A foggy morning, a late running train, and Breeze

I always had apprehension about using any IVR system as I always find it boring, complex, and tedious. I always failed to understand why in today's world where everything is available on click of a mouse button we would need to pick up the phone and call a number to hear recorded digital voice to gather information. One foggy morning and a late running train changed this perspective for me. It made me realise that IVRs are not really that bad, if presented visually. A foggy morning, a late running train and an Android app called Breeze made me realize that.

It started in an early winter morning where I had to board a train at some place in India. I was already in the station waiting for the train and there was no news of its arrival. A long queue of impatient passengers in front of the enquiry counter was getting longer every minute. There was no public announcement, or even it was there I didn't really get the message. So there I was. Stranded, loaded with extra luggage that compromises my mobility, without any announcement of the train's arrival, and a increasing amount of chill which was getting unbearable with every passing moment.

File photo. Courtesy: Dreamstime.com

There was another young couple waiting for the same train and the husband was getting impatient as well. He was trying his mobile data, which was not working. So he didn't really have a way to find out how late was the train. Anyone in similar situation and a working mobile data connection can checkout this website. They give pretty accurate status details for any train under Indian railway. As he didn't have working data connection he was getting impatient every moment.

I saw him calling 139 (Indian railway IVR line) and every time it asked for the train number, he had to hold the phone in one hand, (murmur some curse words), look for his train number in his ticket, and enter it there. It was the icing on the cake, just increasing his irritation every time.

Image: Dreamstime.com

It was the time I offered him to use Breeze. It is an app that shows the IVR menu of more than 100 customer care services in India in visual way. He entered the train number once in Breeze and it remembered the number, so for every consequent usage he had to just press a button to get the information. I could see his anxiety level going down as soon as he got the information without any hassle. The next good thing was the train was running only half an hour late, so we all knew this wait will be over soon. He gave me a big thank you, offered me some piping hot coffee and also took the details of the app and promised to install it in both of their phones as soon as they have an active data connection.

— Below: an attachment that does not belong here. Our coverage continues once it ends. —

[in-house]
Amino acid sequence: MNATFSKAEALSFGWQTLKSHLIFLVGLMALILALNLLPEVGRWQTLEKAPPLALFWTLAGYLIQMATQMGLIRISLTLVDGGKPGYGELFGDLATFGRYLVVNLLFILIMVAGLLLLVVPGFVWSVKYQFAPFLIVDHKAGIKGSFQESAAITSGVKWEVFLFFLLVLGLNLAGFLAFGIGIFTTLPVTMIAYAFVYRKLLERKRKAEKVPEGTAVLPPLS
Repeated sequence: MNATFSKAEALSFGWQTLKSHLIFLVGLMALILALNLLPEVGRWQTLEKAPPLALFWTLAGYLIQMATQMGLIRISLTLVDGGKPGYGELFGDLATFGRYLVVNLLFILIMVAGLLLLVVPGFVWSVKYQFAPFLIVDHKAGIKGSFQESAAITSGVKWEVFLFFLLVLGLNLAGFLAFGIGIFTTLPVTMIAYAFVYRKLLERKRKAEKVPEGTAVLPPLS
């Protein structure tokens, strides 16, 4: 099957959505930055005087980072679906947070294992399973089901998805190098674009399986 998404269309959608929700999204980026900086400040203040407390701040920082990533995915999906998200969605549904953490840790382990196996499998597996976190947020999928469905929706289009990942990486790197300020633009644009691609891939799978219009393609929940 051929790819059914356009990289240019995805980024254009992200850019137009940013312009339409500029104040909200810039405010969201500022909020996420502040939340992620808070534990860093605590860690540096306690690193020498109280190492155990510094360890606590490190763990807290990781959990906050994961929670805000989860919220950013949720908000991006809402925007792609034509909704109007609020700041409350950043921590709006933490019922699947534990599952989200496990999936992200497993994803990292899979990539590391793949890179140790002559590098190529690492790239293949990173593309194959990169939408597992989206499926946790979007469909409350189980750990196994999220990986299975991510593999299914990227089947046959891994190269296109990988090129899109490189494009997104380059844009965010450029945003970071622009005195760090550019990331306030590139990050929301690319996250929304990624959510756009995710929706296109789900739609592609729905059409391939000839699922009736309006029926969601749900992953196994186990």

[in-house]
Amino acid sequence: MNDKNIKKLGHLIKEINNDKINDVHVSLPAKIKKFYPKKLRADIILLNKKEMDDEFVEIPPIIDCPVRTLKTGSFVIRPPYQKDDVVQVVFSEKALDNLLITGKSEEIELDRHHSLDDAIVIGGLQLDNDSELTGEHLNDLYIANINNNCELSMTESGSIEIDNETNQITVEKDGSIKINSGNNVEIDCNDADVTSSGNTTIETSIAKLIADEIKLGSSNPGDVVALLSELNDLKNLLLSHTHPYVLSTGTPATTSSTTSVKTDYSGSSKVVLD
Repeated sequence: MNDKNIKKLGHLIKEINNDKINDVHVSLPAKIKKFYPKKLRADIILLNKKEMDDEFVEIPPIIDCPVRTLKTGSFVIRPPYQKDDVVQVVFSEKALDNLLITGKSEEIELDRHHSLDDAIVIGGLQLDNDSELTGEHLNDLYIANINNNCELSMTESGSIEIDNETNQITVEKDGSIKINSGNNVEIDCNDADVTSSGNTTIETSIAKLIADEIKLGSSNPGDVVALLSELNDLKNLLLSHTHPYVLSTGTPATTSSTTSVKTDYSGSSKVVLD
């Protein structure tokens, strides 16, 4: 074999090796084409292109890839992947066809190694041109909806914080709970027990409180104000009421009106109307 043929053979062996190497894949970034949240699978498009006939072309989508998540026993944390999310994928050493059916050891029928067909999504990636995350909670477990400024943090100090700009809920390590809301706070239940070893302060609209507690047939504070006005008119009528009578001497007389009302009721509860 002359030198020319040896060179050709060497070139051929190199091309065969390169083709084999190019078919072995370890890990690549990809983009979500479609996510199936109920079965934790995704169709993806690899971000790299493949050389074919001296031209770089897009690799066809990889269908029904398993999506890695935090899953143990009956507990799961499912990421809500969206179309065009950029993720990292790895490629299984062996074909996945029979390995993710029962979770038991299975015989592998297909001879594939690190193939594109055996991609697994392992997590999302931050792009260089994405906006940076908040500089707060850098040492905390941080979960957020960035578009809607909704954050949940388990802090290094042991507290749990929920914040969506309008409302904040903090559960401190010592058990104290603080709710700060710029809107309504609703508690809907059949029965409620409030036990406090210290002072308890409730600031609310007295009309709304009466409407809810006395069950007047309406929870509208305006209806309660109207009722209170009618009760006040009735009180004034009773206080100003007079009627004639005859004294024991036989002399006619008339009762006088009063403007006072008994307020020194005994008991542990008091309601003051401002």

It was nice to see the app we built helped people in such a time when they were feeling low and helpless. Being part of the app development it was particularly a proud moment for me. But at the same time it painted a different perspective of the so cursed IVR system. The system is very useful when presented visually, but the same system becomes unmanageable and unusable when we have to act based on what we listen.

Imagine someone guiding you to some place after blindfolding you. You feel irritated, but as soon as the blindfold is lifted, the world is beautiful again. In Breeze, we lifted the blindfold so that you can use the IVR to their fullest of capacities. You actually see the IVR menu visually, take all decisions before the call is made. It not only gives you more than 60% more efficiency while using IVR, it gives you a kind of mental satisfaction and helps you to keep your calm and get your information as fast as possible from IVR. We know you have a lot of things to take care of everyday, getting lost in IVR menu should not be one of them. Feel the freedom while using Breeze, the visual IVR for the next generation.